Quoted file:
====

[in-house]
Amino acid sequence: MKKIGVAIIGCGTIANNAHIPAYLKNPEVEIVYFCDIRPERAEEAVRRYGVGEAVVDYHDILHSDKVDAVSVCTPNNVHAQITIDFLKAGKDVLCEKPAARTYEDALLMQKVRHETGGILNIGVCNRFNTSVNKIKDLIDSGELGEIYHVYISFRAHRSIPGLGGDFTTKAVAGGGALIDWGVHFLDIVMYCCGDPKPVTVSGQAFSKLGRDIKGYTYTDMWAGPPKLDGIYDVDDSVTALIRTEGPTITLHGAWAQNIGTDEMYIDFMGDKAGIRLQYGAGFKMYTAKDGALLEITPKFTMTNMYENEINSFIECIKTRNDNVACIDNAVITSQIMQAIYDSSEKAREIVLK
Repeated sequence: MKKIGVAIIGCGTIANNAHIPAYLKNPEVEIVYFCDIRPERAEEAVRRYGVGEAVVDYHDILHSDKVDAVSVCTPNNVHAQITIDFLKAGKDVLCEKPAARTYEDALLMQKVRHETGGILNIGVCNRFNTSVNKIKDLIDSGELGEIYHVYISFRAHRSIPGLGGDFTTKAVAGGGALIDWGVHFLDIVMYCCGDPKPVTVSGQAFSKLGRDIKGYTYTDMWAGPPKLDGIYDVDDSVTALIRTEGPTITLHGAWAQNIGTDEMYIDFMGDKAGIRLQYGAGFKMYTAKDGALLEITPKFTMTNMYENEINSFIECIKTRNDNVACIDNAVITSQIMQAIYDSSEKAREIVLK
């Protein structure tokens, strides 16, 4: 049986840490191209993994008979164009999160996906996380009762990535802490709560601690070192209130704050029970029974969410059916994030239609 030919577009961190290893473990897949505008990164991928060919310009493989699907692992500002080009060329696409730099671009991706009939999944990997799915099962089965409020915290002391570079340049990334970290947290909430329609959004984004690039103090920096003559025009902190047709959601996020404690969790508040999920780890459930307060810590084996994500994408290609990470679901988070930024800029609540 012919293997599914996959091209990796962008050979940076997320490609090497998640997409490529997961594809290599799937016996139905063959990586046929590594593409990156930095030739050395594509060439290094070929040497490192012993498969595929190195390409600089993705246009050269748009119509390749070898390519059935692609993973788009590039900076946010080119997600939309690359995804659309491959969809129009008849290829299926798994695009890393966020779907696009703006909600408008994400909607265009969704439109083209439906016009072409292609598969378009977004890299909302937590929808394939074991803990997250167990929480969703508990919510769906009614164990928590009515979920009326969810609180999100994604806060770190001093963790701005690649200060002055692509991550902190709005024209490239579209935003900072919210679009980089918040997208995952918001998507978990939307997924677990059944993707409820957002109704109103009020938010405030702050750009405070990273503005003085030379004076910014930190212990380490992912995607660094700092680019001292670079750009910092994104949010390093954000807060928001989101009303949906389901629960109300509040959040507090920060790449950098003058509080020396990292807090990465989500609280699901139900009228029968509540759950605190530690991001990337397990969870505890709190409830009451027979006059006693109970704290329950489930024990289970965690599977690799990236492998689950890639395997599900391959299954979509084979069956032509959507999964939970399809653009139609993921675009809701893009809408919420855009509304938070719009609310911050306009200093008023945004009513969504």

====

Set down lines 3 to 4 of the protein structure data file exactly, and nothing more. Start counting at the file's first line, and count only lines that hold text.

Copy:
Repeated sequence: MKKIGVAIIGCGTIANNAHIPAYLKNPEVEIVYFCDIRPERAEEAVRRYGVGEAVVDYHDILHSDKVDAVSVCTPNNVHAQITIDFLKAGKDVLCEKPAARTYEDALLMQKVRHETGGILNIGVCNRFNTSVNKIKDLIDSGELGEIYHVYISFRAHRSIPGLGGDFTTKAVAGGGALIDWGVHFLDIVMYCCGDPKPVTVSGQAFSKLGRDIKGYTYTDMWAGPPKLDGIYDVDDSVTALIRTEGPTITLHGAWAQNIGTDEMYIDFMGDKAGIRLQYGAGFKMYTAKDGALLEITPKFTMTNMYENEINSFIECIKTRNDNVACIDNAVITSQIMQAIYDSSEKAREIVLK
């Protein structure tokens, strides 16, 4: 049986840490191209993994008979164009999160996906996380009762990535802490709560601690070192209130704050029970029974969410059916994030239609 030919577009961190290893473990897949505008990164991928060919310009493989699907692992500002080009060329696409730099671009991706009939999944990997799915099962089965409020915290002391570079340049990334970290947290909430329609959004984004690039103090920096003559025009902190047709959601996020404690969790508040999920780890459930307060810590084996994500994408290609990470679901988070930024800029609540 012919293997599914996959091209990796962008050979940076997320490609090497998640997409490529997961594809290599799937016996139905063959990586046929590594593409990156930095030739050395594509060439290094070929040497490192012993498969595929190195390409600089993705246009050269748009119509390749070898390519059935692609993973788009590039900076946010080119997600939309690359995804659309491959969809129009008849290829299926798994695009890393966020779907696009703006909600408008994400909607265009969704439109083209439906016009072409292609598969378009977004890299909302937590929808394939074991803990997250167990929480969703508990919510769906009614164990928590009515979920009326969810609180999100994604806060770190001093963790701005690649200060002055692509991550902190709005024209490239579209935003900072919210679009980089918040997208995952918001998507978990939307997924677990059944993707409820957002109704109103009020938010405030702050750009405070990273503005003085030379004076910014930190212990380490992912995607660094700092680019001292670079750009910092994104949010390093954000807060928001989101009303949906389901629960109300509040959040507090920060790449950098003058509080020396990292807090990465989500609280699901139900009228029968509540759950605190530690991001990337397990969870505890709190409830009451027979006059006693109970704290329950489930024990289970965690599977690799990236492998689950890639395997599900391959299954979509084979069956032509959507999964939970399809653009139609993921675009809701893009809408919420855009509304938070719009609310911050306009200093008023945004009513969504």